Breaking down walls for a net-zero future


Breaking down walls for a net-zero future

Queen’s researcher Cao Thang Dinh has won the Falling Walls Science Breakthrough of the Year, Engineering and Technology category.

By Catarina Chagas, Research Outreach and Events Specialist

September 13, 2023


Queen's researchers are looking at how to capture carbon dioxide from the atmosphere and turn it into chemicals that can be used across industries.
Dr. Cao Thang Dinh and his PhD student, Cornelius Obasanjo, have been researching how to capture carbon dioxide from the atmosphere and turn it into chemicals that can be used across industries.

On Nov. 9, 1989, the demolition of the Berlin Wall was both literal and symbolic, as it marked the falling of concrete and imagined barriers. Twenty years later, inspired by these events, a not-for-profit organization was founded in Berlin, Germany to connect stakeholders in the areas of science, business, politics, and arts to break down the invisible borders that still separate science and society. Each November since then, The Falling Walls Foundation brings together international experts and leaders to share big ideas that can tackle some of the world’s biggest challenges.

Did you know? The Falling Walls Foundation has a Canadian hub, hosted by McGill University. Members of the Queen’s communications teams in University Relations and the Research portfolio sit on the Canada hub advisory committee, which looks for opportunities to connect science engagers across Canada with the tools and resources they need to promote their work.

The annual summit combines keynotes, discussions, and pitches on research and science engagement, culminating in the Falling Walls Breakthrough Day, when invited speakers share the stage with the Falling Walls Science Breakthrough of the Year winners in six categories. Laureates of the Breakthrough of the Year prizes are selected from a pool of over 1,000 nominations of researchers worldwide. In 2023, Queen’s professor Cao Thang Dinh (Chemical Engineering) is the winner of the Engineering and Technology category.

Dr. Cao Thang Dinh
Dr. Cao Thang Dinh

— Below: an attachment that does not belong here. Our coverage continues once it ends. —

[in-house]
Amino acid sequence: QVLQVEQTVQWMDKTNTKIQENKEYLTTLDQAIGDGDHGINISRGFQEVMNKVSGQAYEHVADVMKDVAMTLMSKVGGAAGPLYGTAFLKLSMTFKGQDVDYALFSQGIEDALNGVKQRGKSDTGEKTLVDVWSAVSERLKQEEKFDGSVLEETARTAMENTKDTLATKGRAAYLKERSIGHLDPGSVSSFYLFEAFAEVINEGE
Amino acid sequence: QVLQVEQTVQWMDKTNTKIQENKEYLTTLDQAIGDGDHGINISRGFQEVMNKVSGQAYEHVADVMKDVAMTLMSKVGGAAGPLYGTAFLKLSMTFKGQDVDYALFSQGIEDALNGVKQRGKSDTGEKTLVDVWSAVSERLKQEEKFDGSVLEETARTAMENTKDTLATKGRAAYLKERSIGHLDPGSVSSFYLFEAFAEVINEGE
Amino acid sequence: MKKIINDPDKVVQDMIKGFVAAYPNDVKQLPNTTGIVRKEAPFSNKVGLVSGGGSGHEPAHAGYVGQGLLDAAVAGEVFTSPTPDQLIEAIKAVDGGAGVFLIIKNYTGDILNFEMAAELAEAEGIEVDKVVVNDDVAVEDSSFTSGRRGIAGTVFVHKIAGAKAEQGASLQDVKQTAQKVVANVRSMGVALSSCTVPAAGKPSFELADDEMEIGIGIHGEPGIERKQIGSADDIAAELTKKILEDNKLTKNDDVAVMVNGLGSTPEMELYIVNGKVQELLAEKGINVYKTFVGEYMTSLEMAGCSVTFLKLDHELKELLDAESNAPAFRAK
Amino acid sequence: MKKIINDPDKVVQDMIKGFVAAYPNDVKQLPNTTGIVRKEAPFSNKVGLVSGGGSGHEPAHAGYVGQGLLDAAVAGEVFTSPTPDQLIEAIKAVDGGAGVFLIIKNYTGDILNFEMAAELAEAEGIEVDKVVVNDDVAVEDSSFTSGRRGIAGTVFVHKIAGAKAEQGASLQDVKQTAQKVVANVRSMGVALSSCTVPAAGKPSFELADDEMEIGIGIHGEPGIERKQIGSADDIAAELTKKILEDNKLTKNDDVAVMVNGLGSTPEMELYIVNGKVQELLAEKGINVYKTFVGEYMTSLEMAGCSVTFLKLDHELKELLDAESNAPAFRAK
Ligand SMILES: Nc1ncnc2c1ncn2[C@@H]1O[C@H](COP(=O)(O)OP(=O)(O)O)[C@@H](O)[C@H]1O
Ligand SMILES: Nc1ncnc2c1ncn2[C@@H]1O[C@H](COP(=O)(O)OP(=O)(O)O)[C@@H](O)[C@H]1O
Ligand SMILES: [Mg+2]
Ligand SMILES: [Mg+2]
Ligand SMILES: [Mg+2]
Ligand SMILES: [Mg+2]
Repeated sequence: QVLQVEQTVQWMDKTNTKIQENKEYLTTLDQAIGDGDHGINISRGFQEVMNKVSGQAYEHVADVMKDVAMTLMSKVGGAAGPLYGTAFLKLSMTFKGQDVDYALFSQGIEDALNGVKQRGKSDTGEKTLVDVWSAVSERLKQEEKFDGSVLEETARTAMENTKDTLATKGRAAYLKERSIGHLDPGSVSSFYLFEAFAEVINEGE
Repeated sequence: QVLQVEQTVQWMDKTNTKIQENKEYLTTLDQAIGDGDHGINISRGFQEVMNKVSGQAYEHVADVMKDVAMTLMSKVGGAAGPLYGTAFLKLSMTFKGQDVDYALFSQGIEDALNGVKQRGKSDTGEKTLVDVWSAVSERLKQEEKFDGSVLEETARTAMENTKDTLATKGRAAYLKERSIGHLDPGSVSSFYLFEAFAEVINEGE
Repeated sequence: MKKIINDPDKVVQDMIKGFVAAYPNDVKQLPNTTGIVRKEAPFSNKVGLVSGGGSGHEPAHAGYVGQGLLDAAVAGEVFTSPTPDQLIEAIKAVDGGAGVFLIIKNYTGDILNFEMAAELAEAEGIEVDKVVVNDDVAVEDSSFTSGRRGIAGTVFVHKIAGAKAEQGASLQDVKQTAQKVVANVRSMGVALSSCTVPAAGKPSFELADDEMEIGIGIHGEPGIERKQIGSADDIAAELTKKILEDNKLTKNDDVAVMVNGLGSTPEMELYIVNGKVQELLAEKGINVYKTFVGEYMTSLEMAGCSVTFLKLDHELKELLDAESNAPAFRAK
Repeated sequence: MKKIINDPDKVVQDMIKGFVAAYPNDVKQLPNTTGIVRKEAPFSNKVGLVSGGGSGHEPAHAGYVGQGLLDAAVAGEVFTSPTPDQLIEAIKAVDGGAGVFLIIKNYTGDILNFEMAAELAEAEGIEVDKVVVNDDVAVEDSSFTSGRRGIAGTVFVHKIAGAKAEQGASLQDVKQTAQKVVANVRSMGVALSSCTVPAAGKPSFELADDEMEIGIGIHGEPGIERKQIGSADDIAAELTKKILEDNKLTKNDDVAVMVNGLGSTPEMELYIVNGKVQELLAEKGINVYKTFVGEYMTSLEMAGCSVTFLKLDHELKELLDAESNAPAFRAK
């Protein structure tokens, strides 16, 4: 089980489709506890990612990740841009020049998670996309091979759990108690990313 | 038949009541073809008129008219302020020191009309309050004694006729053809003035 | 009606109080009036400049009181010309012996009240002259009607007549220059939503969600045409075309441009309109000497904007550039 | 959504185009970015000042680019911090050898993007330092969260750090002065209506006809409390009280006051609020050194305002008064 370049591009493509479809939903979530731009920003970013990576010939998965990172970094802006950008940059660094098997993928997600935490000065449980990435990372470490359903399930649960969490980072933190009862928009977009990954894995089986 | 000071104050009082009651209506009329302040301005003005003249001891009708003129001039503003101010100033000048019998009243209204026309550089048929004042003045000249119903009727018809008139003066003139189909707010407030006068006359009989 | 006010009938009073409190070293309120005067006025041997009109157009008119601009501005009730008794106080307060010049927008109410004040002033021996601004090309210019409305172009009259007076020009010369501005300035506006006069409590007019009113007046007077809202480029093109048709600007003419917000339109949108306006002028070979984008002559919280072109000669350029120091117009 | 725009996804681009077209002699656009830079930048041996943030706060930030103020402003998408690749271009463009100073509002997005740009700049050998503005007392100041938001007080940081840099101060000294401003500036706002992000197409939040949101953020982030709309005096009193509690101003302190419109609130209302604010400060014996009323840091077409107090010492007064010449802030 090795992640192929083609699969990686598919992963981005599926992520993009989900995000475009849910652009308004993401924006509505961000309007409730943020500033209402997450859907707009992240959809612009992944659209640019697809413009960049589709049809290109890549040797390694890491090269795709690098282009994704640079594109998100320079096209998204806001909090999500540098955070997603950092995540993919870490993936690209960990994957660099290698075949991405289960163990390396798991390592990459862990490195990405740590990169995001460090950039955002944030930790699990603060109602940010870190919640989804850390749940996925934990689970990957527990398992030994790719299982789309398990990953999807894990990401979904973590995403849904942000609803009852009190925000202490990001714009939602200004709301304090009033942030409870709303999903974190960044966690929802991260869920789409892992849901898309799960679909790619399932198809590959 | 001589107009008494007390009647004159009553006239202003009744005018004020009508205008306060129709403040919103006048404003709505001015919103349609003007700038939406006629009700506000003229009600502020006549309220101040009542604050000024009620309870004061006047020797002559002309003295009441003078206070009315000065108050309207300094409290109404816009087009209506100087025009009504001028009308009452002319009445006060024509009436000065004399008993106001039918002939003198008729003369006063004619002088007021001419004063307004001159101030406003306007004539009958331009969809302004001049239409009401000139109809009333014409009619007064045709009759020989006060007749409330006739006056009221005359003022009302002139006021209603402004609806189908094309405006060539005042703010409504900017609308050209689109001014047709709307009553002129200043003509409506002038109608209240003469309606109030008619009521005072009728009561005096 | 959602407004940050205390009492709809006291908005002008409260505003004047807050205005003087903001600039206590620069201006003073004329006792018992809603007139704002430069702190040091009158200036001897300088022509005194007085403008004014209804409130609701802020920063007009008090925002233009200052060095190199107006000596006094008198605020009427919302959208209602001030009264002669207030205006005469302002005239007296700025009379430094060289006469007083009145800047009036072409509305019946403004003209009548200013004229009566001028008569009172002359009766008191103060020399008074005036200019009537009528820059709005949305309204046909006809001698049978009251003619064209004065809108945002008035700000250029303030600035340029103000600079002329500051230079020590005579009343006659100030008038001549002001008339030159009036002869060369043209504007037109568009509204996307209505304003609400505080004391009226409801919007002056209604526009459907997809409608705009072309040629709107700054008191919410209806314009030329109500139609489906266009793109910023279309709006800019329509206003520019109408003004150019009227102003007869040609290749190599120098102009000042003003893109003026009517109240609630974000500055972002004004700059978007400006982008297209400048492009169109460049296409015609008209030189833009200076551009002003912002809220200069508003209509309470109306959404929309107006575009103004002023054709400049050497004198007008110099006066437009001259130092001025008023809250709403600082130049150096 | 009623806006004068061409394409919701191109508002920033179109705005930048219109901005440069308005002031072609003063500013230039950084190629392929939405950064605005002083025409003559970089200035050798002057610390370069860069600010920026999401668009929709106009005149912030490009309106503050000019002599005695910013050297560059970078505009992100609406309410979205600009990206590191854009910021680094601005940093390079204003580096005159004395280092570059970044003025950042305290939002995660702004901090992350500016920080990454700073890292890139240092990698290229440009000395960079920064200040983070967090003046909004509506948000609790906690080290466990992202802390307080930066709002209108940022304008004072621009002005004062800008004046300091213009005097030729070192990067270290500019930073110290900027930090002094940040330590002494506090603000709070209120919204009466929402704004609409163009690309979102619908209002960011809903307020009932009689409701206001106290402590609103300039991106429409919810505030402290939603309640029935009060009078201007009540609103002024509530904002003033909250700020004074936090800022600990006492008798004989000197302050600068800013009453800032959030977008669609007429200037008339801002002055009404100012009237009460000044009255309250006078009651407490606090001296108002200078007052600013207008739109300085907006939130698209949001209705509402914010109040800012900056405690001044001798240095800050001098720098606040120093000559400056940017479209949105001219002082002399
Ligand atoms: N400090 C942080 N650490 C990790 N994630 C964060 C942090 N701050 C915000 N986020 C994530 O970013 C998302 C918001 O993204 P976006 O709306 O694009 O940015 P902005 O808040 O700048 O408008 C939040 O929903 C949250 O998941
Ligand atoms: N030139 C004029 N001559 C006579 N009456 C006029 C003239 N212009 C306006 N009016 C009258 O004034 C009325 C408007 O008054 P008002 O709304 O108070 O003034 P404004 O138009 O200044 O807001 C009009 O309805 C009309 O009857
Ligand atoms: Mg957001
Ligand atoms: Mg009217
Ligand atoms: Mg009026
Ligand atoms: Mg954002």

Since joining Queen’s in 2019, building on his doctoral and post-doctoral research, Dr. Dinh has been investigating how to use carbon dioxide – one of the world’s main pollutants – to generate sustainable fuels and chemicals. Dr. Dinh’s work has been published in top scientific journals, including Nature and Science.

During the event in November, Dr. Dinh will present his innovative methods to capture carbon dioxide from the atmosphere and convert it into methane, methanol and ethanol, all of which can be used as fuels, and polymers that can be used to create plastics, nylon, silicone, and other materials.

Although carbon conversion isn’t a novel idea, existing technology struggles with low efficiency because capturing and converting carbon are very energy-consuming processes. Dr. Dinh and team successfully built an integrated system that can tackle both at the same time, while using less energy. They are currently working with industry partners to scale up the new technology.

“This will be a great opportunity for me to speak to a non-academic audience about the importance of carbon dioxide capture and conversion technologies,” says Dr. Dinh. “This is a pressing topic in the context of a worldwide movement to decarbonize our economy and try to achieve a net-zero future.”

The Falling Walls Science Summit 2023 will take place from Nov. 7 to 9 as part of Berlin Science Week. To learn more about the event and The Falling Walls Foundation, visit the website.

Physical Sciences and Engineering
Smith Engineering